Droughts are a recurrent phenomenon in Bangladesh, afflicting the country at least as frequently as major floods and cyclones.[23] Since its independence in 1971, Bangladesh has suffered severe droughts in 1973, 1978, 1979. 1981, 1982, 1989, 1992, 1994, and 1995.[24],[25],[26] In some years as in 1994 and 1995, drought was the lone environmental factor causing severe damage in the country.[23] To cope with the adverse effects of the 1994/1995 drought, those affected practised various adjustments at the household level. The affected local communities have, over the years, developed a range of long- and short-term coping strategies. Paul [23] suggested that only 8% practised agricultural adjustments during the 1994/1995 drought period. The majority respondents did not practice adjustment due to lack of water. Households, who practised agricultural adjustments, cultivated more water-efficient crops such as kaon, jute, wheat, and onion instead of rice. Paul [23] also suggested that 88% of households had sold belongings to reduce their vulnerability to the 1994/1995 droughts. These were recorded as by selling their livestock (166 households), land (112 households), and by mortgaging their land (106 households). Only one member migrated to other area. Adoption of adjustments to drought at household level also significantly differs according to landholding size and tenancy status of the households. The small and medium farmers adopted adjustments than did farmers owning large landholdings.

Household coping for food during 1996 Tangail tornadoes

Unlike tropical cyclones, which usually affect the coastal areas of Bangladesh, tornado strike inland areas, particularly in the central part of the country.[27],[28] Paul [29] studied about 1996 – Tangail tornado which killed 700 villagers and caused extensive damage to foods, crops, and livestock. Paul [29] suggested that survival victims made no adjustment at the household level to cope with the devastating effects of the tornado. This contrasts with findings of previous hazard studies.[30],[31],[32],[33],[34],[35] Two reasons were noted for not undertaking any household level adjustment strategies. First, the survivors received disaster relief in cash and in kind immediately after the tornado event. Second, there were acute shortages of labor. Alam [36] studied on Tornao – 2003 in Brahmanbaria district which killed 22 persons and injured over 500. Alam [36] suggested that households adopted coping strategies to cope with tornado loss by selling properties and taking credits due to lack of rehabilitation programs from GO and NGOs.

  Discussions Top

Several important points which require further elaboration and attention emerge from this research. It is noted that the GOs and NGOs have failed to recognize and detect slow-onset disasters such as famine and drought in time. As casualties and human suffering in case of these disasters occur slowly but dangerously, the external agencies such as GOs and NGOs are found to response at a slow step. On the other hand, in case of rapid onset disasters such as flood, cyclone, and tornado, GOs and NGOs are found to response quickly. In both cases, before external agencies' intervention for the affected households, they have been found to adopt coping strategies. Some coping strategies are positive means of overcoming food shortages, for example, off-farm employment when it is available, savings that can be called upon, community cooking by two or more household together, internal food exchange from BAAs to less or affected areas, from rich household to poor household, relative's responses, especially marital relative households, and so on. However, for many poor people, coping strategies are negative – that is, they have a long-term detrimental effect. Examples of negative coping strategies are: severe reduction in food consumption, eating nonfood items or low food value item, borrowing money, taking debt with high interest, selling productive assets, reducing expenditures on basic services such as health and education, a reduction in the number of consumers in the family sending to live and/or work elsewhere. It was observed that a household adopt both positive and negative coping strategies simultaneously.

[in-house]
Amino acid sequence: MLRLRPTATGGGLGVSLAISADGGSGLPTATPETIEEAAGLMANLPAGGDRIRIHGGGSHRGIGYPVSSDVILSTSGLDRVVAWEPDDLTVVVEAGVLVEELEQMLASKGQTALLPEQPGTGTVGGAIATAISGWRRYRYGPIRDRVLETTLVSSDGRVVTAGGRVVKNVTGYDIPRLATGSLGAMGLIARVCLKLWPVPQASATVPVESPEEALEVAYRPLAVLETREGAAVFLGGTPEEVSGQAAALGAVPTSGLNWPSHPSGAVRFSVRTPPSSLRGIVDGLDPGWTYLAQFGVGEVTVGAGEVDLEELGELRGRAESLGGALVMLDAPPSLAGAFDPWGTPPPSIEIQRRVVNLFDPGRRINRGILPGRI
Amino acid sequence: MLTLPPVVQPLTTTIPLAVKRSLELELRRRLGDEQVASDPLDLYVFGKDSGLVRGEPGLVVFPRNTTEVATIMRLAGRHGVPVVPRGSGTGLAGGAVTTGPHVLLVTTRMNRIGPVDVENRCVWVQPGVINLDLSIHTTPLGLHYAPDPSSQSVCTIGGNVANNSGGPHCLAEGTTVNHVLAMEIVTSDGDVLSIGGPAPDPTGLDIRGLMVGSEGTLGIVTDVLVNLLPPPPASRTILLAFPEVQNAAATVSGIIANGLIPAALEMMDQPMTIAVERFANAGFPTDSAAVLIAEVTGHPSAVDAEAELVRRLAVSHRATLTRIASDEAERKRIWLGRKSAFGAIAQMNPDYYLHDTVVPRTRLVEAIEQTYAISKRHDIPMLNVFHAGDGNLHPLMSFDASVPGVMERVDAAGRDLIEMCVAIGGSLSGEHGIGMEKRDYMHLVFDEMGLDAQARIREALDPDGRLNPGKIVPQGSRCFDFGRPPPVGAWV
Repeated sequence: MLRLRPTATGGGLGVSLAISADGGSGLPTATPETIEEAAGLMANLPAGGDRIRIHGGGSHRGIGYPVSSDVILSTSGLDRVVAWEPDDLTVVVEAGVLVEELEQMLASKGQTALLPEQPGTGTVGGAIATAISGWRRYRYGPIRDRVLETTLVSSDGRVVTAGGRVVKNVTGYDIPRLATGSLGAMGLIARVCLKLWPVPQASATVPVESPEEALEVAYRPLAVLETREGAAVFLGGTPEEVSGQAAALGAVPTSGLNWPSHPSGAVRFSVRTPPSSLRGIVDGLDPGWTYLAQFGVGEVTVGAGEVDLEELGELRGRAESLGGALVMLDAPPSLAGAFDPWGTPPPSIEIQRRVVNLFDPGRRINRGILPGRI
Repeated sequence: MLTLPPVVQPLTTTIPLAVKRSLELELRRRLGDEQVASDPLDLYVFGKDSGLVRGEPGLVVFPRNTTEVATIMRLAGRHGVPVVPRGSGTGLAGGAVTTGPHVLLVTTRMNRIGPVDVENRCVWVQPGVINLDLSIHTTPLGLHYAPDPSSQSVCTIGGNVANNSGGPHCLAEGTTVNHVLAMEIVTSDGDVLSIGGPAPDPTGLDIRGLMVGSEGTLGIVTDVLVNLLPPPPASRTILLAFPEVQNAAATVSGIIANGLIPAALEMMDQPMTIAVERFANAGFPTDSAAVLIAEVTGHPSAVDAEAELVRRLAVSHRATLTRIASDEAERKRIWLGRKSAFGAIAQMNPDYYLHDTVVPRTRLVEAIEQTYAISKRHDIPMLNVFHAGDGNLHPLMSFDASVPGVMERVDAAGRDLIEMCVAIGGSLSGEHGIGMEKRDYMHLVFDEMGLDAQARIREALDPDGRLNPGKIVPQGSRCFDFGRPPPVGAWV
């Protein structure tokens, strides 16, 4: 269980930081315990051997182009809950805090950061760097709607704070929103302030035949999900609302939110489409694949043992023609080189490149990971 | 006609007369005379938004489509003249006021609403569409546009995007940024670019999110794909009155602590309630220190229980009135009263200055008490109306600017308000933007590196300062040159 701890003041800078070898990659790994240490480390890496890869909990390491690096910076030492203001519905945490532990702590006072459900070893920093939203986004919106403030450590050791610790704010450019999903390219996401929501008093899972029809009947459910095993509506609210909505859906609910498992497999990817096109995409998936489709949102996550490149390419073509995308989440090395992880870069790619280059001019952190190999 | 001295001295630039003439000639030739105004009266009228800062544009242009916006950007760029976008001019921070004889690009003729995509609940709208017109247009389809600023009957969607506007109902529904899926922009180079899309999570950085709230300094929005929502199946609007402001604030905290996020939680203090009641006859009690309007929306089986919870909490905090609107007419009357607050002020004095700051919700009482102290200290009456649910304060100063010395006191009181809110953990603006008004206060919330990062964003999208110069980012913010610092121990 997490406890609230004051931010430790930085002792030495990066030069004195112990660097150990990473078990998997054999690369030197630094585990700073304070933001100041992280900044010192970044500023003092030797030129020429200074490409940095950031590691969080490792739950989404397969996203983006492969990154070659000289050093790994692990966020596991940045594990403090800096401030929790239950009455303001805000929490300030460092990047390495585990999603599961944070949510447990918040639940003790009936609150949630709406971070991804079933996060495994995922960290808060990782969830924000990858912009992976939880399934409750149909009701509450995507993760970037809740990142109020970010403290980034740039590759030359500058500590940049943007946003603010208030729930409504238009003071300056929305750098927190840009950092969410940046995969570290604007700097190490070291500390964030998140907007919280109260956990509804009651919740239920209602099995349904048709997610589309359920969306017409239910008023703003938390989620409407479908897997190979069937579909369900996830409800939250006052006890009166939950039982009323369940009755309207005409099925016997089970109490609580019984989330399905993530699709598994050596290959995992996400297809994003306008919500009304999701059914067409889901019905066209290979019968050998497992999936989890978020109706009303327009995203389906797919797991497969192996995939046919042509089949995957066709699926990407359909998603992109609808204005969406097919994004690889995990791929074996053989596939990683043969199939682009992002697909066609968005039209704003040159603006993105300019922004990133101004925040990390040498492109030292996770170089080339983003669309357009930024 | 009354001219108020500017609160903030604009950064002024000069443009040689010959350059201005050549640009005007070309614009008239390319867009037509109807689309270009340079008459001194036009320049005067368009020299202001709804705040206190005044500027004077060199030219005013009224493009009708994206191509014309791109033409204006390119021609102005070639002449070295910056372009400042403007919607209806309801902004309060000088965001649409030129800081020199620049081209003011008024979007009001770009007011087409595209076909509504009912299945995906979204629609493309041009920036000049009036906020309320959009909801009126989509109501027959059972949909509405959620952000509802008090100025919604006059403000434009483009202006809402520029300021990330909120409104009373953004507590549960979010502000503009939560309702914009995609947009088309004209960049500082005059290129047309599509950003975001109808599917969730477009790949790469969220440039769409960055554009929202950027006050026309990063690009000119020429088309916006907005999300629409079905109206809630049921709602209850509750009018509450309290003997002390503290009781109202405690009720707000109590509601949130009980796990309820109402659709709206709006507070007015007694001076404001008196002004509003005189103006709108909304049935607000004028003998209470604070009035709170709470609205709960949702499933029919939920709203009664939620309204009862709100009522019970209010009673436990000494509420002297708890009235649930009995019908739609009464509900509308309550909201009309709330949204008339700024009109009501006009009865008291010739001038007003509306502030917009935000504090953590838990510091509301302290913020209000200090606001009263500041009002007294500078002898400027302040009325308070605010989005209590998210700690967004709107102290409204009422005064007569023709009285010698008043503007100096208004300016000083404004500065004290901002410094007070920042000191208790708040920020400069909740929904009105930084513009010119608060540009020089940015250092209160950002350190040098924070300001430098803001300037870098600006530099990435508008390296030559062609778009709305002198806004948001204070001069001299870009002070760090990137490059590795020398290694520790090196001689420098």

Conclusions and Recommendations Top

The research used secondary documents to understand household level coping strategies for food during and after disasters in Bangladesh. It reviews Sen's [15] entitlement approach in relation to understanding famine – 1974 in Bangladesh where he shows that food security does not only depend on availability of food. The findings suggest that affected household themselves through their available resources, traditional social networks try to cope with disasters. These sort of coping strategies depend on types, severity and time of disaster and sociodemographic characteristics of the affected households. These findings of household coping in disasters of Bangladesh are also coincided with access model of Wisner et al.[37] In general, poor and agricultural and fishing communities whose livelihood depends on hazardous locations are found to adopt least preferable coping strategies for food during and aftermath of disasters. The poor people have often used the least coping capacity to offset the hazard of disaster times [38] and are found to depend on external organizations help. Otherwise, they adopted forceful coping strategies for livelihood. These findings are also supported by Edgeworth and Collins [39] research on health care to diarrhea where the affected households found to take forceful self-care strategies in crisis period. It can be concluded without external help that it is quite impossible to overcome food crisis in disasters in Bangladesh. Household food security is the most urgent factor of health security and also important element in building resilience to disasters. Household resilient for food security could be improved through better preparedness and household level capacity building program before disasters to avoid nutritional risk after disaster.

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Conflicts of interest

There are no conflicts of interest.

  References Top

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  [Table 1], [Table 2], [Table 3], [Table 4]